Construction Law

Legal issues, news, and regulations concerning the construction industry

1
Excessive Changes to Contract Can Justify Abandonment Claim Even if Contract is Completed; Abandonment Damages May Be Calculated According to Total Cost
2
Installation of Air Conditioning Unit Not an “Improvement” within the Context of Statute of Limitations
3
Liquidated Damages Clause in Prime Contract is Incorporated in Subcontract when Subcontract Contains Conduit Clause
4
Increased Costs Due to Inaccuracy of Contract Drawings Are Recoverable
5
Owner Who Accepts and Takes Possession of Incomplete or Obviously Defective Building Waives Patent and Obvious Defects, but Does Not Waive Latent Defects
6
Court Grants Contractors Damages for Delays Caused by State, Denies Liquidated Damages where State Unable to Establish Extent of Fault of Contractors
7
Court Recognizes Implied Warranty of Habitability / Workmanlike Construction in Certain Residential Construction
8
“Completed and Accepted” Rule Does Not Excuse Architect, General Contractor and Heating Contractor from Liability
9
Lack of Written Document Does Not Preclude Contractor from Recovering in Quantum Meruit for Changes to Initial Plans
10
Factor May be Liable for Diversion of Lien Law Trust Funds

Excessive Changes to Contract Can Justify Abandonment Claim Even if Contract is Completed; Abandonment Damages May Be Calculated According to Total Cost

C. Norman Peterson Co. v. Container Corp. of Am., 172 Cal. App. 3d 628 (1985)

In this case, Container Corporation of America appealed from a trial court judgment in favor of contractor C. Norman Peterson Company (“CNP”).  CCA had hired CNP to perform work to modernize a paper mill.  During the performance of the contract, numerous errors and changes to plan resulted in significant delays and extra costs.  CNP sued for the extra costs associated with the project, claiming the extra costs were caused by CCA’s excessive changes to the plan.  CCA argued that both parties were aware at the time the contract was formed that the plan would require significant revisions.  The trial court found for CNP, holding that CCA’s excessive changes after the project was commenced constituted breach of contract and abandonment.  CNP was allowed to recover its total costs expended and lost profit. CCA appealed.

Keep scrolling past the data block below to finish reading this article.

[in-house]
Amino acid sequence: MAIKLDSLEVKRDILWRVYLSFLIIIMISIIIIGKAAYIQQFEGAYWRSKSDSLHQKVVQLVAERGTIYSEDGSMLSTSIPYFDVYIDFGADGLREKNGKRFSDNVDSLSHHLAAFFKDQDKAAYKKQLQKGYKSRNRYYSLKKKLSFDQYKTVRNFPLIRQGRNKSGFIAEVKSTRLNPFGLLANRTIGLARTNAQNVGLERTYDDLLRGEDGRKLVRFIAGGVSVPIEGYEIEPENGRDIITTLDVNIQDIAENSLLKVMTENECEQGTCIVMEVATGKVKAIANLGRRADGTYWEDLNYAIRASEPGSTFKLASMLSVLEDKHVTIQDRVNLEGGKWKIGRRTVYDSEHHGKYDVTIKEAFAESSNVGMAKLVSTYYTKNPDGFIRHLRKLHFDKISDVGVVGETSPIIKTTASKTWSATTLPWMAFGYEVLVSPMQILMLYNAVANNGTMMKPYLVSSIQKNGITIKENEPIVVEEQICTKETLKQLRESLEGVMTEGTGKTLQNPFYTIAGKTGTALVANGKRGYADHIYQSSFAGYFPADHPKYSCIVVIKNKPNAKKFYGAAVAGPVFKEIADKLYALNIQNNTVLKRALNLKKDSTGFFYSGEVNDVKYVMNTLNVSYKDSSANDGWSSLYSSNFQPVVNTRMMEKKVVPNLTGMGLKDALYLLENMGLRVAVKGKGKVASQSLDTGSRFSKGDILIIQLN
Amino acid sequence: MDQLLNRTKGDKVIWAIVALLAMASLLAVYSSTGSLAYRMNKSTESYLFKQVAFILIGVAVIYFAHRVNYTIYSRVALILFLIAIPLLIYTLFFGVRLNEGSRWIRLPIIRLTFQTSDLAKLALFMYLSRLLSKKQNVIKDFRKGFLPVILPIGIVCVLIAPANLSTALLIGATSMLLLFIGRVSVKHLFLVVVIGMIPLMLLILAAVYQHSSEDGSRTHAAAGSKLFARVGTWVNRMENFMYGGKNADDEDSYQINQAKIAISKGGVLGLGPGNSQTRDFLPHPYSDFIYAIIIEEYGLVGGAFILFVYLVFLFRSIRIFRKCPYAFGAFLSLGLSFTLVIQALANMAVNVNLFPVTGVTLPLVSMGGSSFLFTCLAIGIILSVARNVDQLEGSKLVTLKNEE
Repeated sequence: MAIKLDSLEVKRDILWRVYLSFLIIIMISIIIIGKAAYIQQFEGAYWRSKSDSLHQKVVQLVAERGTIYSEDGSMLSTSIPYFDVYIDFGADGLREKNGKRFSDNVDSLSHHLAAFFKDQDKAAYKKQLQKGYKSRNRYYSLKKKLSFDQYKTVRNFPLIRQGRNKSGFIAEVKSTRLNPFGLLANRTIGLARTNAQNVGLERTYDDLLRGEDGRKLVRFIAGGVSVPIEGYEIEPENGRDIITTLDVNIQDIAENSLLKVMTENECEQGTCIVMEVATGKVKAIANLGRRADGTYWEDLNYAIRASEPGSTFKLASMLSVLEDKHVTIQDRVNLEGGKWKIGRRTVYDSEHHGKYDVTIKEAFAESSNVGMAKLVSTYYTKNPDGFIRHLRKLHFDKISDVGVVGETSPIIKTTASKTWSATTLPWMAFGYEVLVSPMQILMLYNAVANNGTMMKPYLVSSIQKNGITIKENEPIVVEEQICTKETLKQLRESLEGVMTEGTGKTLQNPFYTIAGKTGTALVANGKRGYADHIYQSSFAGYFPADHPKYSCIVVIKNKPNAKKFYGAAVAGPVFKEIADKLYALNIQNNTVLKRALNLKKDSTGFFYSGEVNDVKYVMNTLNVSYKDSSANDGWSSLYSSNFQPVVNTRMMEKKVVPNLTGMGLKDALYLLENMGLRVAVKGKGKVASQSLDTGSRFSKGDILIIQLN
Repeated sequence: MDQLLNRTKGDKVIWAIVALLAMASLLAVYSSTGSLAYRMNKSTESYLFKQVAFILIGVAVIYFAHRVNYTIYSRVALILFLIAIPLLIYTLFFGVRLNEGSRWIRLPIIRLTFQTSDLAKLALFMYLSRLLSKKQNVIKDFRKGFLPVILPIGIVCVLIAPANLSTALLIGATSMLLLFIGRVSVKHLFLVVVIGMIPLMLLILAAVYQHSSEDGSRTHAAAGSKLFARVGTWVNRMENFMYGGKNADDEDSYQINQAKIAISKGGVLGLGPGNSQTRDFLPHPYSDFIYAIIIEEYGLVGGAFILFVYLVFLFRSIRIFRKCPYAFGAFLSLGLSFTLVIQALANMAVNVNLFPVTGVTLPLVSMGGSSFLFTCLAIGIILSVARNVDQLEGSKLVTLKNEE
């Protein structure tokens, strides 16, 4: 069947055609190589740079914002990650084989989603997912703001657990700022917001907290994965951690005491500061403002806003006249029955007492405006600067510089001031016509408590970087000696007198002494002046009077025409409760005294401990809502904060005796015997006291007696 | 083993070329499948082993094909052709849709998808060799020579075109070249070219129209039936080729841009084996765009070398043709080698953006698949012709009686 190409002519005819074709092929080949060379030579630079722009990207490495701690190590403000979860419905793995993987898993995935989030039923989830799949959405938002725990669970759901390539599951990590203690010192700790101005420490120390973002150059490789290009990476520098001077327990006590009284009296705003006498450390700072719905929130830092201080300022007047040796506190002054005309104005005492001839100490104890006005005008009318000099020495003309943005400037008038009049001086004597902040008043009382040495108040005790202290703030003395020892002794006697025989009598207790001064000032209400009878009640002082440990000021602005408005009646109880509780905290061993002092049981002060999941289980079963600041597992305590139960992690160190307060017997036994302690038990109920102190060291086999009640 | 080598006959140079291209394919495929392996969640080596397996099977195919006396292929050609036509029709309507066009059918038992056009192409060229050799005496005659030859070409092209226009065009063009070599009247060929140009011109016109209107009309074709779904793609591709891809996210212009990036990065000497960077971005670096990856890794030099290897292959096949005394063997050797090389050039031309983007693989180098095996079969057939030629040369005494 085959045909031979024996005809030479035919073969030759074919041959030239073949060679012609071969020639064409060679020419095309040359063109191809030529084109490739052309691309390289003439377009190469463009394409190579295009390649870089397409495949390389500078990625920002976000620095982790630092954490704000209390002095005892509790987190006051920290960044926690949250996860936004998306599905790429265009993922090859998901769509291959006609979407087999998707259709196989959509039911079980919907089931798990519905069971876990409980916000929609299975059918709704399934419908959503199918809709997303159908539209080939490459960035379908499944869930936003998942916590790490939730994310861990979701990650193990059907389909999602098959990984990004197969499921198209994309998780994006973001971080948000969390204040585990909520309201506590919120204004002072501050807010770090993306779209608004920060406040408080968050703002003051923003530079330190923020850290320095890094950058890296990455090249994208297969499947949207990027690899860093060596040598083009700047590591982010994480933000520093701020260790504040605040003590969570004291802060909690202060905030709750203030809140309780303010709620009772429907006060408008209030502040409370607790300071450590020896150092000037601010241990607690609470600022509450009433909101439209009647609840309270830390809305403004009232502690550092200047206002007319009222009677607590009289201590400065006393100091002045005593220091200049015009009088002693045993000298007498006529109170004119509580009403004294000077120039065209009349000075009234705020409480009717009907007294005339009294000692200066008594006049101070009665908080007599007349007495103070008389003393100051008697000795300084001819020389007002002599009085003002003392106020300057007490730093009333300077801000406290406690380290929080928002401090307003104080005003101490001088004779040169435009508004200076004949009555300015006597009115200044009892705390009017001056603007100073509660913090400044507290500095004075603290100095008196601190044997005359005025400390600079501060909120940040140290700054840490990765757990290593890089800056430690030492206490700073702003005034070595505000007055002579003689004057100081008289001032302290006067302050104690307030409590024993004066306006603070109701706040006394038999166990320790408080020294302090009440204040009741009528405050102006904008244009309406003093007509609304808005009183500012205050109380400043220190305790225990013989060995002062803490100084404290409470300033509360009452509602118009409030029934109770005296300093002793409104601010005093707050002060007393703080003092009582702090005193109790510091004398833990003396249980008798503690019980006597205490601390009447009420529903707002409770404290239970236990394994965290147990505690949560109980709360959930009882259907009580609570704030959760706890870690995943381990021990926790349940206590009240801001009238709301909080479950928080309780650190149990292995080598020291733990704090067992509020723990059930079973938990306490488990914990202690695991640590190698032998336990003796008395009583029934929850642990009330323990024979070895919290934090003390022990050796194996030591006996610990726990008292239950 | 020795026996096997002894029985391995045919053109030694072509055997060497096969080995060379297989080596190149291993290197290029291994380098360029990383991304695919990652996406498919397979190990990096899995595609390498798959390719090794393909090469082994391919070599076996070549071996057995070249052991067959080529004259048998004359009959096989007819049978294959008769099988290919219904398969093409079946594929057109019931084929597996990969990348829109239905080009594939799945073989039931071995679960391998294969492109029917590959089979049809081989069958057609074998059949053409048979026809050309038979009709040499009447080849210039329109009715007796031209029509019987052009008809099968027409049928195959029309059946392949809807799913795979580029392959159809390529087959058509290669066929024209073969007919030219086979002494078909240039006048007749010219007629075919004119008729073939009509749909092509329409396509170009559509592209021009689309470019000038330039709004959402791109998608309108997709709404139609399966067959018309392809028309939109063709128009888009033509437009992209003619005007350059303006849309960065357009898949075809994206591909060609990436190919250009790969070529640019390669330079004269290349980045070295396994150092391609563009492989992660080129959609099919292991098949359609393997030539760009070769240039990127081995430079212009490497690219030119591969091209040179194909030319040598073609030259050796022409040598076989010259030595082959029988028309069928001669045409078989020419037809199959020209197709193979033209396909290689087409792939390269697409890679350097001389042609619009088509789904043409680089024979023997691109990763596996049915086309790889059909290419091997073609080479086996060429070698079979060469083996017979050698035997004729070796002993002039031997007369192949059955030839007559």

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Installation of Air Conditioning Unit Not an “Improvement” within the Context of Statute of Limitations

Rolnick v. Gilson & Sons, Inc., 617 A.2d 288, 260 N.J. Super. 564 (N.J. Super. Ct. App. Div. 1992)

This case concerned a property that was severely damaged by a fire allegedly caused by a defective fan component in the air conditioning system.  The trial court applied the statute of limitations that bars claims over ten years after improvement, finding that the installation of an air conditioning system was an "improvement" within the meaning of the statute.  The appellate court reversed, finding that a mass produced and marketed attic ventilation fan was not an “improvement” within the meaning of the statute and thus the action was not barred.
 

Liquidated Damages Clause in Prime Contract is Incorporated in Subcontract when Subcontract Contains Conduit Clause

Indus. Indem. Co. v. Wick Constr. Co., 680 P.2d 1100 (Alaska 1984)

In this case, the Alaska State Housing Authority (ASHA) awarded a contract for the construction of a courthouse and office building to a general contractor.  The prime contract featured a liquidated damages clause limiting the contractor’s liability to $400 per day of delay.  The subcontract between the general contractor and subcontractor included a so-called “flow down” or “conduit clause” incorporating the liquidated damages clause from the prime contract.  When the general contractor sued the subcontractor for delays, the trial court awarded the general contractor $765,654.00 in total damages.  The subcontractor appealed, arguing that the liquidated damages clause applied.

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Increased Costs Due to Inaccuracy of Contract Drawings Are Recoverable

Golomore Assoc. v. N.J. State Highway Auth., 413 A.2d 361, 173 N.J. Super. 55 (N.J. Super. Ct. App. Div. 1980)

In this case, the court evaluated a claim by a contractor and subcontractor against the State for additional costs of construction. Plaintiffs claimed that the increased costs were due to faulty evaluations of ground elevation provided by the State prior to bidding. The bid submitted to the State was calculated using those faulty measurements and therefore did not adequately predict actual expenses. The court ruled in favor of the plaintiffs, finding that the elevations provided by the State constituted positive averments. Therefore, when the elevation data was shown to be incorrect, contractors were entitled to recover for additional costs.
 

Owner Who Accepts and Takes Possession of Incomplete or Obviously Defective Building Waives Patent and Obvious Defects, but Does Not Waive Latent Defects

Steltz v. Armory, 15 Idaho 551, 99 P. 98 (1908)